George Steck established his firm of George Steck & Company in 1857. The first factory was located at 12th Street & 3rd Avenue in New York City. George Steck primarily built square grand pianos during these first few years, and his pianos quickly gained praise and popularity around the country. The firm quickly grew and moved to larger factories on Walker Street in 1859.
During the 1860s through the 1880s, George Steck offered a full line of square pianos, upright pianos and grand pianos. Mr. Steck personally introduced a number of innovations and improved designs with a focus of producing the finest instruments possible. By the 1890s, Steck had began to phase out square grand pianos and add more upright and grand pianos to the product line.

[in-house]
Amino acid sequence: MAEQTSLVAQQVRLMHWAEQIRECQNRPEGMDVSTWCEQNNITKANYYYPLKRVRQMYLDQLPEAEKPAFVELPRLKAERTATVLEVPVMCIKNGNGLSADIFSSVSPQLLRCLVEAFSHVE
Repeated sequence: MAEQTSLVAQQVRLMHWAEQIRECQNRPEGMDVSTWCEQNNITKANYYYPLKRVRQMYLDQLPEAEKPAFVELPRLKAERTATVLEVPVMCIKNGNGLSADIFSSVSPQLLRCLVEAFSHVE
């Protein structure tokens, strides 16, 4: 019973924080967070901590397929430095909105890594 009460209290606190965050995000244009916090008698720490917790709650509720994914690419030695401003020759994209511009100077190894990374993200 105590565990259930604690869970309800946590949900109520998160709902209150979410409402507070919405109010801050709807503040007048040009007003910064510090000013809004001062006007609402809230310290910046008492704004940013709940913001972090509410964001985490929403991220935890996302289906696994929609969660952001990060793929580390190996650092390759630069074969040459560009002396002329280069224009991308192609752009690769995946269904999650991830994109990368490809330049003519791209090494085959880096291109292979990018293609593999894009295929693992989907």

George Steck died in 1897 at which time the firm was incorporated by the remaining management and officers. George Steck & Co. was sold to the large Aeolian Piano Company in 1904, and Aeolian allowed the firm to continue to build George Steck brand pianos with the same quality and craftsmanship. Under Aeolian’s ownership and guidance, the Steck firm provided one of the largest selections of upright player pianos and reproducing baby grand player pianos in the industry up until the Great Depression. In 1932, the firm was absorbed into the large Aeolian-American Corporation, and the George Steck brand name continued to be a staple brand name of Aeolien for several decades. Aeolian continued to build the George Steck name until Aeolian closed in the 1980s. Today, the George Steck name is once again being produced in Asian-import pianos.